A History of Television for Women in Britain, 1947-89
AHRC Funded 3 Year Research Project Collaboration between Warwick and De Montfort Universities.
This project is researching television programming made for and watched by women viewers during a significant period of British television history: 1947-1989. In this period television re-started after the war, commercial television was introduced, followed by the introduction of BBC2 and Channel 4.
Despite the suggestive connection between the development of television as a domestic technology and changes in gender relations, there has been scant attention paid to this relationship over time. Television culture and its relationship to social change are examined, particularly in relation to the growth of consumer culture, increase in the female workforce, the re-organisation of family life, and the rise of the women's and civil rights movements during the research period.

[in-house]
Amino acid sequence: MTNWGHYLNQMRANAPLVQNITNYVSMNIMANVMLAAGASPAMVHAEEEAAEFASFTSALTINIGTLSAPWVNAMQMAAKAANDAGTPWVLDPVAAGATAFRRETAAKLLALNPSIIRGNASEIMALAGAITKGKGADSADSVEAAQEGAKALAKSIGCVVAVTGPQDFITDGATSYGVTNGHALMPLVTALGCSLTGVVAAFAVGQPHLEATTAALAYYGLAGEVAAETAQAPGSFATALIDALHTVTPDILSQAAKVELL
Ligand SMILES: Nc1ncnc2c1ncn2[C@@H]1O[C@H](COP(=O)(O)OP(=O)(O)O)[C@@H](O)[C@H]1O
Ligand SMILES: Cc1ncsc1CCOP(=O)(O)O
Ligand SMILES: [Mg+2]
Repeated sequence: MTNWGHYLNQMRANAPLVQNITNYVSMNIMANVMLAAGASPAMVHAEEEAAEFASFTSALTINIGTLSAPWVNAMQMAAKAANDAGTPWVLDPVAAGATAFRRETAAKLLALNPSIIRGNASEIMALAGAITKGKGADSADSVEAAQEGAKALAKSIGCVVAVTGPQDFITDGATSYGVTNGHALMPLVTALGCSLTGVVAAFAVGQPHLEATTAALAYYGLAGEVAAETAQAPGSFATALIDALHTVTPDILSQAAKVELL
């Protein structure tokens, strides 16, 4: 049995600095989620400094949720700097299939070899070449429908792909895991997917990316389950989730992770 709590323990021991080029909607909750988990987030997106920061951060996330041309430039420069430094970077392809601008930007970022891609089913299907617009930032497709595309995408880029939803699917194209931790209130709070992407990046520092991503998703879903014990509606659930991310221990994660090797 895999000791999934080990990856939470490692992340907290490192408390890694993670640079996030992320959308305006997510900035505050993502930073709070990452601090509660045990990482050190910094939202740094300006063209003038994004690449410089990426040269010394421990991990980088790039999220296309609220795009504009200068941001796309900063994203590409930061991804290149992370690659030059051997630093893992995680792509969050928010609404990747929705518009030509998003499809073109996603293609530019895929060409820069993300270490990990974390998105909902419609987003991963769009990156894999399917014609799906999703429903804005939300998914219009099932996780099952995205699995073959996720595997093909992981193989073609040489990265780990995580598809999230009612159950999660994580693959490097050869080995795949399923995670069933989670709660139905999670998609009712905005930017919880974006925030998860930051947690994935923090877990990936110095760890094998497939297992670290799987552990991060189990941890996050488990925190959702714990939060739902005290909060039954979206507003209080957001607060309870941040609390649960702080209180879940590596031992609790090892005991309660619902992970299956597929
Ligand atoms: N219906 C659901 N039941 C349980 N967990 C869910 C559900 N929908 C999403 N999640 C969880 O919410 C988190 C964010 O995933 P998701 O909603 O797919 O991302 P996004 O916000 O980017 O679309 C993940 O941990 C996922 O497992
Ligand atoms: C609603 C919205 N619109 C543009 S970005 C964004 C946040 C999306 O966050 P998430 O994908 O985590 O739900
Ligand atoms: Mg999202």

To inform archivists about the programmes that have been important to women’s lives in order to influence the digitisation process.
To uncover and analyse important women’s programmes often regarded as ephemera, and the significant female professionals behind them, that have been written out of formal institutional histories.
To gather a bank of women’s memories about the role of television in their lives, before it is too late.
To use archive work and oral history work in combination towards a feminist historiographic agenda.
Dr Rachel Moseley (Principal Investigator, University of Warwick)
Dr Helen Wheatley (Co-investigator, University of Warwick)
Dr Helen Wood (Co-investigator, De Montfort University)
Dr Mary Irwin (Research fellow, University of Warwick)
Hazel Collie (PhD student, De Montfort University)
Television for Women: An International Conference
Where: University of Warwick, Coventry, UK
When: 15th-17th May 2013
Keynote Speakers: Charlotte Brunsdon, Christine Geraghty, Kathleen Karlyn and Lynn Spigel
A History of Television for Women in Britain, 1947-89 is funded by: